Firm and Decisive, Fair and Approachable: Insights from NCDAC's Women Wardens

Women lead from the top at fourteen NCDAC correctional facilities. They share their advice on staying confident, embracing challenges, and keeping your eye on what matters most.

Author: Catherine Jarboe

In a field that was once male-dominated, women have reshaped the landscape of corrections in North Carolina. Today, half of the nearly 14,000 NC Department of Adult Correction (NCDAC) staff are women. At NCDAC’s 56 active institutions (54 prisons and two Confinement in Response to Violation centers) 14 women serve in the top spot, as warden or director.

  • Patricia Blackburn, Lincoln Correctional Center
  • Lucketchia Boston, Tyrell Prison Work Farm
  • Amanda Cobb, Orange Correctional Center
  • Wendy Hardy, Roanoke River Correctional Institution
  • Shanticia Hawkins, Warren Correctional Institution
  • Cathy Judge, Harnett Correctional Institution
  • Talena Lee, Nash Correctional Institution
  • Mary Locklear, Lumberton Correctional Institution
  • Pamela Locklear, Robeson Confinement in Response to Violation Center
  • Miranda Richardson, Anson Correctional Institution
  • Pazavar Priest, Columbus Correctional Institution
  • Sheila Sauls, Green Correctional Institution
  • April Shoup, Western Correctional Institution
  • Nicole Spruell, Richmond Correctional Institution

Take Initiative, Be Confident and Open-minded

How can others achieve this level? All these leaders acknowledge the trailblazers and mentors before them and recognize the chance they have now to make an impact and to mentor others. Many say the keys to their success lie in the capacity to embraced challenges, take initiative, and stay open-minded and honest.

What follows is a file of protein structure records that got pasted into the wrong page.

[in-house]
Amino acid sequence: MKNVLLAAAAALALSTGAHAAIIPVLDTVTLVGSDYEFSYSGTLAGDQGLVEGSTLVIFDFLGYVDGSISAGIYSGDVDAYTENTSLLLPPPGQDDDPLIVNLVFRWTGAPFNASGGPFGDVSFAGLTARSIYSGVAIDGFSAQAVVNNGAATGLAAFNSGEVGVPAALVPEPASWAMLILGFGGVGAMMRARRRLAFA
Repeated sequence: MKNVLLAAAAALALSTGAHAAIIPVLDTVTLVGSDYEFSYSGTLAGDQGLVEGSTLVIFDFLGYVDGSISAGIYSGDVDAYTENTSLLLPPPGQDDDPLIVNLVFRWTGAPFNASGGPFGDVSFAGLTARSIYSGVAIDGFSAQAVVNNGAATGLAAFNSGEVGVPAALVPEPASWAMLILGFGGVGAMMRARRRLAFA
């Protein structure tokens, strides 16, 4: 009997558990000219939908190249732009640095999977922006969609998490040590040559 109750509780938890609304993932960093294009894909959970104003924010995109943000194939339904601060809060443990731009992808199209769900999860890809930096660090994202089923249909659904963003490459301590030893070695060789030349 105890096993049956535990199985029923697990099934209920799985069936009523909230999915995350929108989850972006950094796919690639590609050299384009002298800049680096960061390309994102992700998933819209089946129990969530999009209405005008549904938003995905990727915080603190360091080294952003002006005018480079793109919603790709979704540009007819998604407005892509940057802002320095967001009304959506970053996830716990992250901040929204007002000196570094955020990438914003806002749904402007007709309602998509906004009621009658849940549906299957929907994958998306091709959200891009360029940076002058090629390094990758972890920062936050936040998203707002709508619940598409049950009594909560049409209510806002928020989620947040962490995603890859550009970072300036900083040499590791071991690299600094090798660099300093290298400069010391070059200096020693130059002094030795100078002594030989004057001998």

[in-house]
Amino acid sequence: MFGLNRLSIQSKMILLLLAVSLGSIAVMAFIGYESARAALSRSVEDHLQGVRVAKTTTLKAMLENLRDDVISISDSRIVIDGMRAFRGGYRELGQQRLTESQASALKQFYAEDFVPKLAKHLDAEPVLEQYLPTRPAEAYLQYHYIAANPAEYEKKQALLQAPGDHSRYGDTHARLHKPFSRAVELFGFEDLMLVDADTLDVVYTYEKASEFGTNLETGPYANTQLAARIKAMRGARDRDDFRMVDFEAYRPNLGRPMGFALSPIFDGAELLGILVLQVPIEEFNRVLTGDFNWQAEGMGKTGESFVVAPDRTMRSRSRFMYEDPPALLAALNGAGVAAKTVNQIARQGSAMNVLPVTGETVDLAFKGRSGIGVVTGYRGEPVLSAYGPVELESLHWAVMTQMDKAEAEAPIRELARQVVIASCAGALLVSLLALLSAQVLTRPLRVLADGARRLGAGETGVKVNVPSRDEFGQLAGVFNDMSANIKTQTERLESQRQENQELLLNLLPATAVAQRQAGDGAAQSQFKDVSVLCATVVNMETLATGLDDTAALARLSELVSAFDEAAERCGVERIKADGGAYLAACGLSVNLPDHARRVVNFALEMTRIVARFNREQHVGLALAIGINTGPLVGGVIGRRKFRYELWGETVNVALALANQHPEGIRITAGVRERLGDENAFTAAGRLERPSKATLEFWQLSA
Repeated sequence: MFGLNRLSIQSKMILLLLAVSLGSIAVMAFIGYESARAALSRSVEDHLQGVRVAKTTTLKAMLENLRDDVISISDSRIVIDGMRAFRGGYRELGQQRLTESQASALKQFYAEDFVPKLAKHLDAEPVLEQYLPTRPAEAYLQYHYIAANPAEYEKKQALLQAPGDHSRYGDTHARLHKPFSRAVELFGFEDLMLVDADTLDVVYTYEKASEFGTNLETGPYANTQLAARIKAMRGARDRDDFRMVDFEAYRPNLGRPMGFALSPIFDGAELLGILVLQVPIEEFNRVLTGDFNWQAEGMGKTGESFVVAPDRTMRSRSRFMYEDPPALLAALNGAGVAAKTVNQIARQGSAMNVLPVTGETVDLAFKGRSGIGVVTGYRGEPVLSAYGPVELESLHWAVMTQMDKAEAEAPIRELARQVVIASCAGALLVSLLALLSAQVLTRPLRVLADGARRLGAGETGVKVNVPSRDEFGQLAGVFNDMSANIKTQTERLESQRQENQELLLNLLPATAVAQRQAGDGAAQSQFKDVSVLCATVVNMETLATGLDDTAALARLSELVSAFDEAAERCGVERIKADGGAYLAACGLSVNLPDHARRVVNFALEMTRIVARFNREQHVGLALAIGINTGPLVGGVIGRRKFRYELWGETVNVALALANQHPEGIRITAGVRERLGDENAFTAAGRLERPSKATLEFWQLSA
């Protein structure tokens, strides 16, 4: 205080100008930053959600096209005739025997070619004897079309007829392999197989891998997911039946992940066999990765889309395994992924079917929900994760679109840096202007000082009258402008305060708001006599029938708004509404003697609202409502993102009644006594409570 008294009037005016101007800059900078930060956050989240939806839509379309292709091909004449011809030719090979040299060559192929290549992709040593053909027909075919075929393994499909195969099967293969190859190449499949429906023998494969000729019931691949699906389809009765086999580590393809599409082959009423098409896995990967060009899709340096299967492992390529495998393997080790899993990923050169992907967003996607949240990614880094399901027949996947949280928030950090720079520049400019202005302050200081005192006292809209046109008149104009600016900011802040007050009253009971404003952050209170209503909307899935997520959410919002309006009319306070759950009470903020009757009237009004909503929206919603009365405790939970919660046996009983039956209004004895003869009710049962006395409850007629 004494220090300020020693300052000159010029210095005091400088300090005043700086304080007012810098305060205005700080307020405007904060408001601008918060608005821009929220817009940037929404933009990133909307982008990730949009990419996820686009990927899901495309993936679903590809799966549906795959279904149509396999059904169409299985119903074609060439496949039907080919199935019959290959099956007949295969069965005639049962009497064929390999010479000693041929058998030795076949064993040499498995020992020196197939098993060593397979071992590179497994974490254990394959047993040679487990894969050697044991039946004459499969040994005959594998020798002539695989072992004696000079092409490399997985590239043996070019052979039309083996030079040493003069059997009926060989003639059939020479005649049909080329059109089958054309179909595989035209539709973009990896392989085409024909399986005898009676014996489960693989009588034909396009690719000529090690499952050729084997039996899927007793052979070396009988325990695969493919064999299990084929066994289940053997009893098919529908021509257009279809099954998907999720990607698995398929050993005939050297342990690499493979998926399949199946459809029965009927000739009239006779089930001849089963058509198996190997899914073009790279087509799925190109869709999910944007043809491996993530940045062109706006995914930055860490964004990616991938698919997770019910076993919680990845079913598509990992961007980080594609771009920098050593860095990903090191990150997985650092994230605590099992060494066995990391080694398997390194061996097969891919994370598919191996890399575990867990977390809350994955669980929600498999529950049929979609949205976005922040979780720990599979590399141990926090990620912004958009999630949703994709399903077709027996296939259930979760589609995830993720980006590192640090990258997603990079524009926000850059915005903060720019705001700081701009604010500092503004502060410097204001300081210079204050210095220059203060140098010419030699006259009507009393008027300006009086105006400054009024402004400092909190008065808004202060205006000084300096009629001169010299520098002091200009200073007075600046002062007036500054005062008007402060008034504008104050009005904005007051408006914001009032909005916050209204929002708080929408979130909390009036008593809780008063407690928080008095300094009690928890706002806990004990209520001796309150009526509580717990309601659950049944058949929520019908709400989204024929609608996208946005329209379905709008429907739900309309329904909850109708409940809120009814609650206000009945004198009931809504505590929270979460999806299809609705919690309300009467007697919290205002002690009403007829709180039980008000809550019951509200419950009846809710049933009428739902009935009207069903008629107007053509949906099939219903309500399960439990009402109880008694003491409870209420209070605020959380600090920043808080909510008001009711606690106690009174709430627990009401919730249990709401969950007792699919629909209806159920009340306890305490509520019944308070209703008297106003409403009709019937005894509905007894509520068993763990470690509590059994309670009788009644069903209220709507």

“As a woman in a leadership role, you have to be strong and confident in yourself and your abilities to lead,” says Warden Shanticia Hawkins. “Women are natural communicators and problem solvers. Being assertive and adaptable to situations are qualities that have helped me to be successful in my many leadership roles. I've also been fortunate to have great mentors in my life who have helped guide me along the way.”

As Warden Lucketchia Boston explains, differing experiences and talents helps drive NCDAC’s inclusive culture.

“More voices, different viewpoints, and life experiences support innovation and problem-solving,” she says. “Having women in corrections in leadership roles creates a culture of equality and inclusion – including equal opportunities for career advancement.”

The group includes some who have risen through the ranks as correctional officers (CO) or probation/parole officers, and some who started out as case managers, program managers, or other administrative roles. Warden Wendy Hardy credits her CO background – and her deep understanding of daily CO life  – as a key reason for the culture of collaborative problem-solving at Roanoke River Correctional Institution. 

“I remember what it was like to be a correctional officer so I can relate to them in that capacity. I listen to our COs, I value their ideas and I try to incorporate their ideas when we are making changes and   improvements to the facility,” says Warden Hardy.

Focus on What Matters Most

Like Warden Hardy, Warden Mary Locklear emphasizes that listening carefully and an open-minded approach are keys to success and adds that another key is connecting with community partners. At Lumberton Correctional Institution, she has created an environment where staff and offenders “feel heard and respected” and emphasizes reentry programs as the focus of all their efforts. 

“We know that reentry starts on the day you enter prison. We have several programs designed to help offenders prepare to reenter the community. Our staff is committed to helping them be successful, and our community partners are essential,” explains Locklear.